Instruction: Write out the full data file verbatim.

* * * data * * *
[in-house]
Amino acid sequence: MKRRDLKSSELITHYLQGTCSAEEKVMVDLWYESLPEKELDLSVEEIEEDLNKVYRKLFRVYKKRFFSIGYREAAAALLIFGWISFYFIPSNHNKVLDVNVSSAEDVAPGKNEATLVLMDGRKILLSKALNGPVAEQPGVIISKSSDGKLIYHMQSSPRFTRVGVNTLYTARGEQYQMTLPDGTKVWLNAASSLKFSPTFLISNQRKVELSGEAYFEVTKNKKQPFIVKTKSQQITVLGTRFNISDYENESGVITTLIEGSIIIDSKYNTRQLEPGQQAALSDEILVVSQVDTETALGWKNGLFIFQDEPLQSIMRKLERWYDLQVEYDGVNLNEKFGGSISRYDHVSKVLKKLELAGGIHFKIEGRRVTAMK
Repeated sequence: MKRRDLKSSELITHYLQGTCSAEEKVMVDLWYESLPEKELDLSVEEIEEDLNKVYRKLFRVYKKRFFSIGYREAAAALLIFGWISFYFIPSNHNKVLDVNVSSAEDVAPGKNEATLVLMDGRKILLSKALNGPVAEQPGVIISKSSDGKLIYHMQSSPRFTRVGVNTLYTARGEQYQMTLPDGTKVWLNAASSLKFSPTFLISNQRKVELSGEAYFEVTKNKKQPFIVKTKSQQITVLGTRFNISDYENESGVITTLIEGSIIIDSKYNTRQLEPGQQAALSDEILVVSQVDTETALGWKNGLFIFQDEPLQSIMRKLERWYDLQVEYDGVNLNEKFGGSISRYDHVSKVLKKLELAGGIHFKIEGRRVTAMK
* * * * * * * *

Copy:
[in-house]
Amino acid sequence: MKRRDLKSSELITHYLQGTCSAEEKVMVDLWYESLPEKELDLSVEEIEEDLNKVYRKLFRVYKKRFFSIGYREAAAALLIFGWISFYFIPSNHNKVLDVNVSSAEDVAPGKNEATLVLMDGRKILLSKALNGPVAEQPGVIISKSSDGKLIYHMQSSPRFTRVGVNTLYTARGEQYQMTLPDGTKVWLNAASSLKFSPTFLISNQRKVELSGEAYFEVTKNKKQPFIVKTKSQQITVLGTRFNISDYENESGVITTLIEGSIIIDSKYNTRQLEPGQQAALSDEILVVSQVDTETALGWKNGLFIFQDEPLQSIMRKLERWYDLQVEYDGVNLNEKFGGSISRYDHVSKVLKKLELAGGIHFKIEGRRVTAMK
Repeated sequence: MKRRDLKSSELITHYLQGTCSAEEKVMVDLWYESLPEKELDLSVEEIEEDLNKVYRKLFRVYKKRFFSIGYREAAAALLIFGWISFYFIPSNHNKVLDVNVSSAEDVAPGKNEATLVLMDGRKILLSKALNGPVAEQPGVIISKSSDGKLIYHMQSSPRFTRVGVNTLYTARGEQYQMTLPDGTKVWLNAASSLKFSPTFLISNQRKVELSGEAYFEVTKNKKQPFIVKTKSQQITVLGTRFNISDYENESGVITTLIEGSIIIDSKYNTRQLEPGQQAALSDEILVVSQVDTETALGWKNGLFIFQDEPLQSIMRKLERWYDLQVEYDGVNLNEKFGGSISRYDHVSKVLKKLELAGGIHFKIEGRRVTAMK